Hinge Drilling and Pressing Machine Options

      A cabinetmaker gets advice on his choices when shopping for a second-hand Blum Minipress machine. August 27, 2013

I'll be buying a 2004 Blum Minipress M51 single phase 220 V. It looks to be in good condition. Is this worth it? I think it is but thought I'd post last minute before I buy. This one has no key like some do.

Forum Responses
(Cabinetmaking Forum)
From contributor S:
The machine you are looking at only drills and doesnít press in the hinges. It would be ok if you use clip top hinges. If you do face frame cabinets you may want to look into this.

From the original questioner:
I just saved a headache and Iím purchasing the Minipress M instead.

From contributor S:
The Blum machine is the manual press type not the air type to press in the hinges. What style cabinets do you build - frame or frameless?

From the original questioner:
I usually build frameless. However I do some face frame if the job requires it. I am a one man shop and don't really understand why I would need pneumatic hold-downs. Typically I will have 30 or so doors a month to drill as I do installations and finish carpentry too.

From contributor D:
Itís not pneumatic hold-downs. I do not think it even has hold-downs. It has a manual lever you must pull down to drill or to insert hinges - no air cylinder feed.

From Contributor O

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The Blum Mini Press has its issues but works very well. Just keep an eye on the speed in the drop for plunging and always keep your bits very sharp.

From contributor F:
For that money you should be able to get a mini press with all the features. Personally I wouldn't want to spend that much on a lesser machine. If you get the full press then yes it's worth the money.

From the original questioner:
So what's the difference with the air? I never did understand the hoopla with pneumatics. The bigger machines have a key and three other buttons. All I want it to do is drill three holes simultaneously.

From Contributor O

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There is an adjustment screw at the top of the plunge head. It determines the speed at which the head drops drills. Different woods need different speeds.

From contributor U:
Air vs. manual is kind of like having power steering vs non-power steering. Sure, you can get by without it but once you try it you'll want to have it. Drilling/inserting without it is a bit of a chore. With it it's a breeze.

From contributor C:
Most of us are talking about the pneumatics because we press a lot of hinges. The hold downs are essential for speed and good alignment. I know it seems steep but make payments if you have too. It is like everything else once you get one - how did I ever live without it?

From the original questioner:
I have three phase but it requires going into the electrical room three doors down, flip a switch and vrooom (loud), then I have to turn on my compressor which takes forever to cycle (also loud). I'm just wondering at 30 doors a month is it really worth connecting the air hose, flipping the 3 phase "lever" and returning to the machine? If itís a re-sale thing then ok.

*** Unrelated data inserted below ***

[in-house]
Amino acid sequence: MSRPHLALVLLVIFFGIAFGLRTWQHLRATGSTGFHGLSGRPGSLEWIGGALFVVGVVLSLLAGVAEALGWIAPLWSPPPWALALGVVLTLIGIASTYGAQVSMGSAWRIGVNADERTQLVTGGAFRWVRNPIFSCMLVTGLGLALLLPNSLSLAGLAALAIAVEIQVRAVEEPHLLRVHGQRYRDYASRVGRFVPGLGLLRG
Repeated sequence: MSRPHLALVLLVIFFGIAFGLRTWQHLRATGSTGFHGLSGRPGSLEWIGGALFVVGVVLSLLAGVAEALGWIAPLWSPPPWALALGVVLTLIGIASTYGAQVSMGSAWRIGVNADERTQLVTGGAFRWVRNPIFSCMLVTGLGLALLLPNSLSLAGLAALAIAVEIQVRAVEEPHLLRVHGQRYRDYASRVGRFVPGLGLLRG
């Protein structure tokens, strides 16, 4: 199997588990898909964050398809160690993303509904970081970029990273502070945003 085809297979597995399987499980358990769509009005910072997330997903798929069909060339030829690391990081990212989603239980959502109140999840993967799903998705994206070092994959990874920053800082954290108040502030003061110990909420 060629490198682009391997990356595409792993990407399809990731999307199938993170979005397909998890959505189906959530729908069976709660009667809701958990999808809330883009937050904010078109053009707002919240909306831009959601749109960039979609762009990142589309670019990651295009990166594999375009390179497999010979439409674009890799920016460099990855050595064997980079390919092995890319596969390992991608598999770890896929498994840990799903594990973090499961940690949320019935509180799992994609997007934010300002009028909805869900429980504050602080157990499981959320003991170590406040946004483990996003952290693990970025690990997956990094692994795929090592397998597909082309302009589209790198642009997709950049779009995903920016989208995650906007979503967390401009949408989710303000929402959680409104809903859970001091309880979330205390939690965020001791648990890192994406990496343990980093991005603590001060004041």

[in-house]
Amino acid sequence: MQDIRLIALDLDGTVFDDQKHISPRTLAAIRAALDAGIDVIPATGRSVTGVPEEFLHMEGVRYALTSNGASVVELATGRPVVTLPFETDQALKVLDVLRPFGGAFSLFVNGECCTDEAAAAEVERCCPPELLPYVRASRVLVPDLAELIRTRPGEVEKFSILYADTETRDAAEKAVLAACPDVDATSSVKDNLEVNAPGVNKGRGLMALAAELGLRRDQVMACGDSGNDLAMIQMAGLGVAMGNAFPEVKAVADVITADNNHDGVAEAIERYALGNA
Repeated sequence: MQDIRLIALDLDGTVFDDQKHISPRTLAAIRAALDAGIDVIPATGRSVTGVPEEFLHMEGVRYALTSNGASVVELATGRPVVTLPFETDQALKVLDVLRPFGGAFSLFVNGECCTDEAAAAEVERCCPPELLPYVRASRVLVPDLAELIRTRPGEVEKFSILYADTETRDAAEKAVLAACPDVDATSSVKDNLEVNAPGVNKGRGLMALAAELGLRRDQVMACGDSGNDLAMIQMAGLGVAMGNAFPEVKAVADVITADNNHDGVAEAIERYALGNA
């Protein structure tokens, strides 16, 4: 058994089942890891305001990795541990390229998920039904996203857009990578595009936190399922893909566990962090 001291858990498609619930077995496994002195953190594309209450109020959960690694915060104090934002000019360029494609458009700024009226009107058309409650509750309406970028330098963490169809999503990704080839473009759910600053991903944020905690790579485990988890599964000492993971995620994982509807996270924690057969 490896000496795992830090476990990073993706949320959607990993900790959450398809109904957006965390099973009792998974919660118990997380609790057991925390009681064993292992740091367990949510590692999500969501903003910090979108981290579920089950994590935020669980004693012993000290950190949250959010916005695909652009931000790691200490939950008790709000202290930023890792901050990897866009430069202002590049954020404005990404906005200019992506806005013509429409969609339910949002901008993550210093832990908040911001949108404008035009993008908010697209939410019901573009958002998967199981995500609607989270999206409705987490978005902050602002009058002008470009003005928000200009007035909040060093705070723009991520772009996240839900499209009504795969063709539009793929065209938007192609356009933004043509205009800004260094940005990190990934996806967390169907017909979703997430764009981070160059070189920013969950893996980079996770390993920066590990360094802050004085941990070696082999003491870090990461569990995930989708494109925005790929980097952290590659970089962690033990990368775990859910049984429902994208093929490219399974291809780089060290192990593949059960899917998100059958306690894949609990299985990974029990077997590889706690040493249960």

From contributor C:
Buy a new single phase one - do you want to make money? He who is set up makes the jack. We run through 60 sheets of Corian a month and 500 hinges a month, but we are set up to do so. I bought my first Blum machine when I was pressing maybe 30 a month and then what do you know, people started bringing me doors that needed hinging.

From contributor C:
Get set up for capacity to pump out product. The time comes when you have to smash through the work and it will only happen with good gear set up to do the work.

From Contributor O

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Listen To Contributor C. I have two Blum Mini Presses and I work them all week. Sometimes you just have to get it done, and done right.

From the original questioner:
So I bought a full blown Minipress with the pneumatics and press-in capabilities. Sweet! Purchased it used for $800 and it came with about 50 hinges/plates/"hinge ram" items/nine new drill bits from 40mm-8mm and a cabinet with drawers, so yes I am happy. Anyhow, I saw it in operation before I bought it. When I got it back to shop and pressed the drill button (and held it) it worked fine - 20 minutes. Later I tried it again after reading the instruction book that came with it. The drill plunged way slower than it did initially. It was set to "drill" not "set up". The pneumatic clamps were engaged and all seemed fine. Why the slo-mo?

From contributor D:
Itís adjustable. Maybe the adjustment screw was loose? The Blum is a very cool machine to have.

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